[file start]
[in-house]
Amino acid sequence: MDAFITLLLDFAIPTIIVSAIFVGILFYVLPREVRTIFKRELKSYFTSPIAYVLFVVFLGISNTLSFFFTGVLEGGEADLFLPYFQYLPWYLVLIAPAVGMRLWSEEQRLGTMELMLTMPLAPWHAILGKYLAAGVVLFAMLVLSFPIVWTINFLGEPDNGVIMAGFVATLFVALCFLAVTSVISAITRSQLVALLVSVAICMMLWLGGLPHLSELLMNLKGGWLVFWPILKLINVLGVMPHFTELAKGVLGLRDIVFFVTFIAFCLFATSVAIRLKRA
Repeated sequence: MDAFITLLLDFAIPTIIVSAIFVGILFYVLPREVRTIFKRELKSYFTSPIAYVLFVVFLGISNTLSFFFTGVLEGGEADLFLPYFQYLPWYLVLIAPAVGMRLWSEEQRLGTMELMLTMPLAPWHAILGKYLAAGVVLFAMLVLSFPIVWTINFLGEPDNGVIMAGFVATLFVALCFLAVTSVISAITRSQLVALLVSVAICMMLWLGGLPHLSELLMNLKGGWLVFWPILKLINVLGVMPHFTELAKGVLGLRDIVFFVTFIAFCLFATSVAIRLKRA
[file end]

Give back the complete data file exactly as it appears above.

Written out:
[in-house]
Amino acid sequence: MDAFITLLLDFAIPTIIVSAIFVGILFYVLPREVRTIFKRELKSYFTSPIAYVLFVVFLGISNTLSFFFTGVLEGGEADLFLPYFQYLPWYLVLIAPAVGMRLWSEEQRLGTMELMLTMPLAPWHAILGKYLAAGVVLFAMLVLSFPIVWTINFLGEPDNGVIMAGFVATLFVALCFLAVTSVISAITRSQLVALLVSVAICMMLWLGGLPHLSELLMNLKGGWLVFWPILKLINVLGVMPHFTELAKGVLGLRDIVFFVTFIAFCLFATSVAIRLKRA
Repeated sequence: MDAFITLLLDFAIPTIIVSAIFVGILFYVLPREVRTIFKRELKSYFTSPIAYVLFVVFLGISNTLSFFFTGVLEGGEADLFLPYFQYLPWYLVLIAPAVGMRLWSEEQRLGTMELMLTMPLAPWHAILGKYLAAGVVLFAMLVLSFPIVWTINFLGEPDNGVIMAGFVATLFVALCFLAVTSVISAITRSQLVALLVSVAICMMLWLGGLPHLSELLMNLKGGWLVFWPILKLINVLGVMPHFTELAKGVLGLRDIVFFVTFIAFCLFATSVAIRLKRA